As music writers, we’re supposed to have our fingers on the pulse of the industry. While this is often a tall order, what it results in is our ability to pinpoint who is up next and root for them with all our hearts. As 2019 comes to a close, these are the artists we believe will make big waves in 2020. Enjoy, and make sure to press play.
Florida singer-songwriter Savannah Cristina has been releasing music for a minute. In 2019, she captured our hearts with “Self-Care,” a song she skipped work to write and recorded at the beach, which now has over 2 million views on YouTube. The record even caught the attention of Joe Budden, who was ready to purchase the song before it even hit streaming. Cristina’s stock is rising, and she has a solid back catalog to support any label interested in her. — Ronnia Cherry
With a collaborative relationship with TDE and two acclaimed, full-length projects under his belt already, Baby Keem’s star will only keep rising. His artistic tool belt contains anarchic energy, an ear for melody, an impressive economy of language, and all the other prerequisites a rapper needs to stand out from the crowded pack in the modern era. His greatest skill, however, is his delivery. Boasting an all-time rap voice that transcends its production, Keem’s songs are always memorable, even if they’re not necessarily the most focused. — Hershal Pandya
There is a certain incomparable feeling when you hear an incredible talent for the first time. Often it is some form of chills; with Baby Keem, that feeling is more like a wave of sledgehammers. Keem’s 2019 project, DIE FOR MY BITCH, is an avalanche of menacing, lyrically dexterous shit-talk, steal-your-bitch talk, and young kid about to be very rich talk. Keem possesses rare energy that’s palpable whether he’s flirting, inciting a mosh pit, or indulging in punk-rock screams over an ex. And he has room to grow as a storyteller, which is both thrilling and terrifying. — Zachary Miller
I hope everyone’s stock rises in 2020, but an artist I’ve had my eye on is Baby Keem. His 2019 album, Die For My Bitch, was one of my favorites of this year. He’s also worked on some legendary projects such as The Black Panther and Jay Rock’s Redemption album. With a track record of creating exceptional music, his talent is sure to take him to the top within the next few years. — Simi Muhumuza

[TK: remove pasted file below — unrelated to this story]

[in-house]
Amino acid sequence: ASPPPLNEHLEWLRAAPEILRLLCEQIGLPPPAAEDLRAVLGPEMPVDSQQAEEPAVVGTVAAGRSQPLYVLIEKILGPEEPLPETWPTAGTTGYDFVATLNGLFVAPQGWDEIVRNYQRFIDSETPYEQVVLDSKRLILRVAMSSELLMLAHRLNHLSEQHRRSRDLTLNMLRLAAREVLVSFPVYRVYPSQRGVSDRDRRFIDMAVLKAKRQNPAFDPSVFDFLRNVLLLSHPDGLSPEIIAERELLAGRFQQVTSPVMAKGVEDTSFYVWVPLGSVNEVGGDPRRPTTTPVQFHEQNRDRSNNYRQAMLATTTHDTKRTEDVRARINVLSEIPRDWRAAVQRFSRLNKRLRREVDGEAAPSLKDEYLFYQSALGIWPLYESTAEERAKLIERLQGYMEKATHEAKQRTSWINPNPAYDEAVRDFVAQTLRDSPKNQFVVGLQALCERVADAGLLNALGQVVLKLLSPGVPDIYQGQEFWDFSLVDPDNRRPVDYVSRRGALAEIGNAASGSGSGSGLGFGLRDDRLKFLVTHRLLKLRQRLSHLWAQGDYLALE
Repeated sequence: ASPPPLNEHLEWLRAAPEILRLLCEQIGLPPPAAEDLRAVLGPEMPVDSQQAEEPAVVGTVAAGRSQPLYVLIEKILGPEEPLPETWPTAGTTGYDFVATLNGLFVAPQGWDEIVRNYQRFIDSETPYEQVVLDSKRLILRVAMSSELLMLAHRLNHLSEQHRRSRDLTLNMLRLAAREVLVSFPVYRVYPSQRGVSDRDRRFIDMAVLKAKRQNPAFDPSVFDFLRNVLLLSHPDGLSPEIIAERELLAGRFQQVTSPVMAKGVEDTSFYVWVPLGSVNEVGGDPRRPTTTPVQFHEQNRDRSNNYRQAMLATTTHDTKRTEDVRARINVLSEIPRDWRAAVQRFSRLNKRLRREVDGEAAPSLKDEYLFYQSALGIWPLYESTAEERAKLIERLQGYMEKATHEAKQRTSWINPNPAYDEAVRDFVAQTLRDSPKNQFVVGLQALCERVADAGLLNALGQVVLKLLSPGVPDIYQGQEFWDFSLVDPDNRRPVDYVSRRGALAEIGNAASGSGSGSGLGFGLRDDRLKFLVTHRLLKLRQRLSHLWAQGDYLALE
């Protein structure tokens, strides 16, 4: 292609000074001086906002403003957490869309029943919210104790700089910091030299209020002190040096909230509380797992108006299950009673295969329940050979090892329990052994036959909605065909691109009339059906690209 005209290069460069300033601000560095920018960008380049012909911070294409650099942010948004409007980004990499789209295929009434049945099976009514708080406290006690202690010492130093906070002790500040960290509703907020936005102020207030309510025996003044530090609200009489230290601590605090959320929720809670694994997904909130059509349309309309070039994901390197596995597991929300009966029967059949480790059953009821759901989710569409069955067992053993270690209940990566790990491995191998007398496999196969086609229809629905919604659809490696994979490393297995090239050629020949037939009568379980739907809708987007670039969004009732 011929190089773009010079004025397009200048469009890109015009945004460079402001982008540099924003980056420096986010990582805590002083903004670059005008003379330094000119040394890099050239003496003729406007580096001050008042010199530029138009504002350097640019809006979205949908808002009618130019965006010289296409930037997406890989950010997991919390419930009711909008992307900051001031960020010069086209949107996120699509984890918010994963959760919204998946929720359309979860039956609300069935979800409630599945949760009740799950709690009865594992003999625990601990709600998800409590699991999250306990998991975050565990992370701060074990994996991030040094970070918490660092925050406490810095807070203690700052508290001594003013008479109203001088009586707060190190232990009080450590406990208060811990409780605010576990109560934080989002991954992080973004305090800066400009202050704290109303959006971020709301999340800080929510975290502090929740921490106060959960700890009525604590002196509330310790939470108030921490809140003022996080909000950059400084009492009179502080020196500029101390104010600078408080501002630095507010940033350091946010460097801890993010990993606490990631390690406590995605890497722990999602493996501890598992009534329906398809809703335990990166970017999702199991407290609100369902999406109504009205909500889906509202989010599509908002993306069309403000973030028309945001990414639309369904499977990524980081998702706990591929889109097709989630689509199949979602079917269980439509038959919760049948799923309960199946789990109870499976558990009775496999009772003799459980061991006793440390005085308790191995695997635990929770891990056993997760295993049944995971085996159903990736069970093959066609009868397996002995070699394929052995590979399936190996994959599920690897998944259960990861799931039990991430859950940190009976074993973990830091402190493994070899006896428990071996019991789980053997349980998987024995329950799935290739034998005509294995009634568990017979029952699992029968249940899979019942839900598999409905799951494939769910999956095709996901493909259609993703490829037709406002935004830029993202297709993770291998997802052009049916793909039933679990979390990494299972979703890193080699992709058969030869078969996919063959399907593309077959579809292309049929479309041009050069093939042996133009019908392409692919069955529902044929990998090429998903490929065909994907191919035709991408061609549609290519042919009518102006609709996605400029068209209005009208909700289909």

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Rucci’s time has come. This past summer, the LA rapper dropped his most complete album to date in Tako’s Son, showcasing both high-energy bangers and pensive introspection. In the time since, he’s embarked on his first headlining tour, hitting major festivals like Day N Vegas and A3C as he brings his supreme stage presence across the country. The music has always been there, and now that he finally sees the fruits of his much-deserved push, there are even brighter moments on the horizon. — Kenan Draughorne
There’s an argument to be made that Leikeli47, whose music has been featured in an episode of HBO’s Insecure and on the soundtrack to coming-of-age comedy Booksmart, and whose records (see: “Girl Blunt”) have generated strong numbers on YouTube, has already broken out. In my opinion, she’s just getting started. Leikeli47 is a rap unicorn, a ferocious, ridiculously clever lyricist with an ability to craft just about any brand of rap song. The best part? She does it without ever sounding awkward or unsure. — Matt Wilhite
Yung Baby Tate
I already knew Yung Baby Tate was a star when I saw the cover of her 2019 debut GIRLS this past February. She radiates confidence as the head of a squad of Black women standing on bleachers, ready to storm the fronts of the music industry. With a feature on Dreamville’s Revenge of The Dreamers III and viral moments (a remix of Nicki Minaj’s “Megatron” and a guest spot on Ashnikko’s TikTok-certified smash “STUPID”) on her 2019 résumé, Yung Baby Tate is on the cusp of stardom with enough clout to knock down doors whenever she’s ready. — Dylan "CineMasai" Green
All recording artists aren’t stars. Talent plays a factor, but there’s something else—a quality that separates the Michael Jacksons from the Memphis Bleeks. Yung Baby Tate has that unidentifiable yet distinctive star power. You feel it when you meet her, you hear it when you listen, and you see it while she’s performing on stage. This year alone, following the release of her self-written, self-produced, women-empowering debut album GIRLS, Tate toured with Leikeli47; featured on Dreamville’s Revenge of The Dreamers compilation; received acknowledgment from Nicki Minaj during the MEGATRON Challenge; and collaborated with Red Bull as part of their first-ever Atlanta Music festival. Stardom is a series of chain-reactions, and Yung Baby Tate, in 2019, has pushed over the first domino. Watch as they fall. — Yoh
I will be rooting for Jack Harlow until my lungs collapse. From 18 to Gazebo, to Loose and now Confetti, Jack has had a growth spurt from project to project. Where Loose was missing introspection, Confetti delivered Jack’s most heartfelt song in “RIVER ROAD.” Where Gazebo and 18 were missing the thrill of youth, Confetti is a substantial dance party with Jack as the DJ. I’ve watched Jack go from performing for 100 kids in Philly for the first time, to selling out the city and having to add extra tickets. Every release gets better; every music video is an improvement in quality and reception. A star, I tell you, a star is in our midst. — Donna-Claire Chesman